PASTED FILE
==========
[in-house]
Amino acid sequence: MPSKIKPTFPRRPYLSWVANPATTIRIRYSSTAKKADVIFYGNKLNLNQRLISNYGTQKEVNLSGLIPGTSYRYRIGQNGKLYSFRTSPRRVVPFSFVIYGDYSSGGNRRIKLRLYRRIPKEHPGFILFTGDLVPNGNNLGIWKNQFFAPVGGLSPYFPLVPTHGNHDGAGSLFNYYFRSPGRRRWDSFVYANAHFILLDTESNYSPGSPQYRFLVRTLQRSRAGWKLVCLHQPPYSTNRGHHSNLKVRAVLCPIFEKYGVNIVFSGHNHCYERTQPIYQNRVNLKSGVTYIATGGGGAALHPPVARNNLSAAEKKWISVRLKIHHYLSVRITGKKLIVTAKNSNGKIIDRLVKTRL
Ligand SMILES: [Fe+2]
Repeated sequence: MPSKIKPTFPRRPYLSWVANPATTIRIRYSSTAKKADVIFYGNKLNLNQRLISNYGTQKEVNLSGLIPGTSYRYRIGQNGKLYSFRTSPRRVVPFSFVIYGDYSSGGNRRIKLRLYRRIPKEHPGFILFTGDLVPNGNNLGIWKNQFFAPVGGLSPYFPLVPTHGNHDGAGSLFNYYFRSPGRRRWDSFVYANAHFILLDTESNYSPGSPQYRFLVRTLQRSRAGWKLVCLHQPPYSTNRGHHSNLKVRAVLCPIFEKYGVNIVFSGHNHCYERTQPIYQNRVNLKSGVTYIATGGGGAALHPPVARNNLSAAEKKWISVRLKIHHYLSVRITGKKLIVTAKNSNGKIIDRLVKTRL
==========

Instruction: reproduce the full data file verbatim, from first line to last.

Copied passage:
[in-house]
Amino acid sequence: MPSKIKPTFPRRPYLSWVANPATTIRIRYSSTAKKADVIFYGNKLNLNQRLISNYGTQKEVNLSGLIPGTSYRYRIGQNGKLYSFRTSPRRVVPFSFVIYGDYSSGGNRRIKLRLYRRIPKEHPGFILFTGDLVPNGNNLGIWKNQFFAPVGGLSPYFPLVPTHGNHDGAGSLFNYYFRSPGRRRWDSFVYANAHFILLDTESNYSPGSPQYRFLVRTLQRSRAGWKLVCLHQPPYSTNRGHHSNLKVRAVLCPIFEKYGVNIVFSGHNHCYERTQPIYQNRVNLKSGVTYIATGGGGAALHPPVARNNLSAAEKKWISVRLKIHHYLSVRITGKKLIVTAKNSNGKIIDRLVKTRL
Ligand SMILES: [Fe+2]
Repeated sequence: MPSKIKPTFPRRPYLSWVANPATTIRIRYSSTAKKADVIFYGNKLNLNQRLISNYGTQKEVNLSGLIPGTSYRYRIGQNGKLYSFRTSPRRVVPFSFVIYGDYSSGGNRRIKLRLYRRIPKEHPGFILFTGDLVPNGNNLGIWKNQFFAPVGGLSPYFPLVPTHGNHDGAGSLFNYYFRSPGRRRWDSFVYANAHFILLDTESNYSPGSPQYRFLVRTLQRSRAGWKLVCLHQPPYSTNRGHHSNLKVRAVLCPIFEKYGVNIVFSGHNHCYERTQPIYQNRVNLKSGVTYIATGGGGAALHPPVARNNLSAAEKKWISVRLKIHHYLSVRITGKKLIVTAKNSNGKIIDRLVKTRL